The future of intergenerational learning: redefining the focus?

Název: The future of intergenerational learning: redefining the focus?
Autor: Bottery, Mike
Zdrojový dokument: Studia paedagogica. 2016, roč. 21, č. 2, s. 9-[24]
  • ISSN
    1803-7437 (print)
    2336-4521 (online)
Type: Článek
Licence: Neurčená licence
This paper argues that an examination of the literature suggests that many things go by the name of intergenerational learning. It can simply mean any form of learning – formal or informal – in which one generation affects the learning of another, or it can have more focused meanings, the most current perhaps being that of directing formal and informal learning towards dealing with a global demographic context of ageing societies, and therefore of the possibility of utilizing the talents of both young and old in helping each other. Yet two questions arise: are all the possible relationships within an intergenerational context utilized, and why should intergenerational learning not be used for a number of other major global and societal changes? This paper argues that the number of possible relationships involved in intergenerational learning could be expanded, and that more future-focused forms would also lead to the incorporation of other, more widely globalized issues as part of its pedagogic canvas.
[1] Boström, A.-K. (2003). Lifelong Learning, Intergenerational Learning and Social Capital: From Theory to Practice. Stockholm: Institute of International Education, Stockholm University.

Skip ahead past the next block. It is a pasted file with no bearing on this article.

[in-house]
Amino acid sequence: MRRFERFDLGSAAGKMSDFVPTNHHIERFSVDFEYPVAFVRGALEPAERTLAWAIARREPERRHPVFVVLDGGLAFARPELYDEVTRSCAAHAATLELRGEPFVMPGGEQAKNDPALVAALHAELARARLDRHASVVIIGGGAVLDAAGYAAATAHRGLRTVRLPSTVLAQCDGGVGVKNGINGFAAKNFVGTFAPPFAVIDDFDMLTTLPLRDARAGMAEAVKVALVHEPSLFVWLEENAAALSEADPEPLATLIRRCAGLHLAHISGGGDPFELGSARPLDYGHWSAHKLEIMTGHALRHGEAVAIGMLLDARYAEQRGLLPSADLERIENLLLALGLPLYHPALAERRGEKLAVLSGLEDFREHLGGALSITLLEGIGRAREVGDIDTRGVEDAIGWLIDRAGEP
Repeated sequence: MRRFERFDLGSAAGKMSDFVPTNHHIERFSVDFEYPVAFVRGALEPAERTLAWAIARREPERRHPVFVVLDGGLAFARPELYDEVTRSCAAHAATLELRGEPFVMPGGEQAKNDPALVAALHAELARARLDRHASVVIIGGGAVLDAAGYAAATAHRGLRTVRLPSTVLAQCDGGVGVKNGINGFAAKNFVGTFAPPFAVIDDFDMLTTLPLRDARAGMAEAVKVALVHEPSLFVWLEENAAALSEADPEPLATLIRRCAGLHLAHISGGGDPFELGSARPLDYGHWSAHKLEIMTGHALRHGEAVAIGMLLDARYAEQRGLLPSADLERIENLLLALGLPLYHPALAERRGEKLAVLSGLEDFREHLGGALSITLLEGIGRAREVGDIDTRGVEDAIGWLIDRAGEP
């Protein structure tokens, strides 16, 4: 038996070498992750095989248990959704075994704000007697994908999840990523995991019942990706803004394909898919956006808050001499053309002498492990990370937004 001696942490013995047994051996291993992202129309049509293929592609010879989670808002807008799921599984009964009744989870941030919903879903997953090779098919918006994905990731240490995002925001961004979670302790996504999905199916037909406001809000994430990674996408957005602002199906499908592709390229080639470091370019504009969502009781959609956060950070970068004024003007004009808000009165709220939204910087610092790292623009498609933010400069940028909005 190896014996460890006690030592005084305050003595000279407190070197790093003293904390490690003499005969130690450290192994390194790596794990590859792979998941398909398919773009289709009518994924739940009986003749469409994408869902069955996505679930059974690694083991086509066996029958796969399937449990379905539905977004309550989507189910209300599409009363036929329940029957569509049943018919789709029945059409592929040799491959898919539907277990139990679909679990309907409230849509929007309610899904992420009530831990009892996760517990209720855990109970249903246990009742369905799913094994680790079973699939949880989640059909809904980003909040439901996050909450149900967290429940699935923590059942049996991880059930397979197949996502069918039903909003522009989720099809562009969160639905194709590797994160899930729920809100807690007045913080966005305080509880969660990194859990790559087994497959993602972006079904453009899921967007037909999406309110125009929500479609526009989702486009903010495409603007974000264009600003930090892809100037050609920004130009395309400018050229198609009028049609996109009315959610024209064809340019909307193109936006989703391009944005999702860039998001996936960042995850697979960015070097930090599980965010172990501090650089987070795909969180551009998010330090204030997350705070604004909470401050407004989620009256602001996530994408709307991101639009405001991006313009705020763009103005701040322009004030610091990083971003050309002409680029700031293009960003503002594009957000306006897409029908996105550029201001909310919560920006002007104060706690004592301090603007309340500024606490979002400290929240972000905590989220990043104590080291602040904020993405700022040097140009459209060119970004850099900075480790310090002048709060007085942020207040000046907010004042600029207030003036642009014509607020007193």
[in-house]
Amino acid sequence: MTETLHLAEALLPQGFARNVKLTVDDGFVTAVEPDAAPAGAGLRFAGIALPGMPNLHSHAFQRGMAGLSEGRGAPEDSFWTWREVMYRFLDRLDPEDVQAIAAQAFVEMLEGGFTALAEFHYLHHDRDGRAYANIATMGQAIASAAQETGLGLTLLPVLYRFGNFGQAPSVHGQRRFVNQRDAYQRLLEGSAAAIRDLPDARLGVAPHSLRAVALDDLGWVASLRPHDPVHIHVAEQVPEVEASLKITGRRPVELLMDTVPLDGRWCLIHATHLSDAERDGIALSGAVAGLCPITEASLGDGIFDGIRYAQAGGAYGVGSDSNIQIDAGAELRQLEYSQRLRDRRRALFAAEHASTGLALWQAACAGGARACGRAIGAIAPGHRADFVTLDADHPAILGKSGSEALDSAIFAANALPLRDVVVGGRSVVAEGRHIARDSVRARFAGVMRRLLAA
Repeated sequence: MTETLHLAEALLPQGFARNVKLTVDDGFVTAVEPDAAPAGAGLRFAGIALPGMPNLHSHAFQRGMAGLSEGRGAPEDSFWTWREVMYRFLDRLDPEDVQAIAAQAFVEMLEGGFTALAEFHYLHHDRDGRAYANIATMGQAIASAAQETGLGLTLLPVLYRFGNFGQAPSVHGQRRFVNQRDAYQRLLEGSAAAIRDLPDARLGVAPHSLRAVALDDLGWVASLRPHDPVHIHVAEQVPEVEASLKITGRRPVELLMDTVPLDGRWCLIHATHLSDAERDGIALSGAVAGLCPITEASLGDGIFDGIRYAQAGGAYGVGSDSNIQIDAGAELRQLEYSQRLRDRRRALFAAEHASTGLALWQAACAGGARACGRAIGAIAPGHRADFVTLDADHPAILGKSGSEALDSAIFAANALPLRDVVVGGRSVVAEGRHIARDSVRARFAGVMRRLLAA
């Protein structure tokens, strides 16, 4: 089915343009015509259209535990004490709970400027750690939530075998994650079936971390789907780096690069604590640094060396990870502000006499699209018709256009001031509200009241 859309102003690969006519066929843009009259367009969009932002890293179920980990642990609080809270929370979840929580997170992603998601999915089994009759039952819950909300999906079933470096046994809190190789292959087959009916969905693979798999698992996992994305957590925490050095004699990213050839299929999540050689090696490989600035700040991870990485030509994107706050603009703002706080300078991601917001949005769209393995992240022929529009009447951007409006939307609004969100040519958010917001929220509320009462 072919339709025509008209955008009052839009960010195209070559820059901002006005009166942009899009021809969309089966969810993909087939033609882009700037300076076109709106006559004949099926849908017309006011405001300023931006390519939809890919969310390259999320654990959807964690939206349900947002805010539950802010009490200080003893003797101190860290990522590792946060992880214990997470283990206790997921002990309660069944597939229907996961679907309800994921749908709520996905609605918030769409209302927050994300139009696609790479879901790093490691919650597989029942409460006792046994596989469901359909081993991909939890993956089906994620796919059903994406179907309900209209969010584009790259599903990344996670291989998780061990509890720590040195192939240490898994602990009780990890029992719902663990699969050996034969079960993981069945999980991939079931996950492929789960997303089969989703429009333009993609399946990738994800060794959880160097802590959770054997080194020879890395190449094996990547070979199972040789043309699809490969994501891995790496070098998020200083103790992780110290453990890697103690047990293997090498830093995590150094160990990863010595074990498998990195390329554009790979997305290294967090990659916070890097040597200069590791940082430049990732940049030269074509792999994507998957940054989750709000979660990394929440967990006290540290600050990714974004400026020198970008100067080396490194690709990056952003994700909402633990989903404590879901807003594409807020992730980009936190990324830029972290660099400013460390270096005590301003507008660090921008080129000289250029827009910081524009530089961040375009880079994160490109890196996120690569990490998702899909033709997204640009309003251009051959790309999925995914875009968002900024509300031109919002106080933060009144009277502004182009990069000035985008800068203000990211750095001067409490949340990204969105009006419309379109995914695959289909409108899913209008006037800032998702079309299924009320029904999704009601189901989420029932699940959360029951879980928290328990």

[2] Boström, A.-K. (2014). Reflections on intergenerational policy in Europe: The past twenty years and looking into the future. Journal of Intergenerational Relationships, 12(4), 357–367. | DOI 10.1080/15350770.2014.961828

[3] Bottery, M. (2016). Educational Leadership for a More Sustainable World. London: Bloomsbury.

[4] Bottery, M., Wong, P. M., Wright, N., & Ngai, G. (2009). Portrait methodology and educational leadership – putting the person first. International Studies in Educational Administration, 37(3), 84–98.

[5] Campbell, M. (2007). Why the silence on population? Population and Environment, 28(4–5), 237–246. | DOI 10.1007/s11111-007-0054-5

[6] Corcoran, P. B., & Hollingshead, B. P. (Eds.). (2014). Intergenerational Learning and Transformative Leadership for Sustainable Futures. Netherlands: Wageningen Academic Publishers.

[7] Demeny, P. (2003). Population policy dilemmas in Europe at the dawn of the twenty-first century. Population and Development Review, 29(1), 1–28. | DOI 10.1111/j.1728-4457.2003.00001.x

[8] Fischer, T. (Ed.). (2008). Intergenerational Learning in Europe: Policies, Programmes & Practical Guidance. Erlangen: Institute for Innovation in Learning, University of Erlangen-Nuremberg.

[9] Gadsen, V. L., & Hall, M. (1996). Intergenerational Learning: A Review of the Literature. Philadelphia: National Center on Fathers and Families, University of Pennsylvania.

[10] Granville, G. (2002). A Review of Intergenerational Practice in the UK. Stoke-on-Trent: Beth Johnson Foundation.

[11] Hamilton, C. (2004). Growth Fetish. London: Pluto Press.

[12] Hardin, G. (2006). Lifeboat ethics. In L. P. Pojman & P. Pojman (Eds.), Environmental Ethics: Readings in Theory and Application (pp. 443–452). Belmont, CA: ThomasWadsworth.

[13] Intergenerational Solidarity and the Needs of Future Generations: Report of the Secretary General. (2013). New York: United Nations.

[14] Jackson, T. (2009). Prosperity without Growth: Economics for a Finite Planet. London: Earthscan. Kaplan, M., Kusano, A., Ichiro, T., & Hisamichi, S. (1998). Intergenerational Programs: Support for Children, Youth, and Elders in Japan. New York: State University of New York.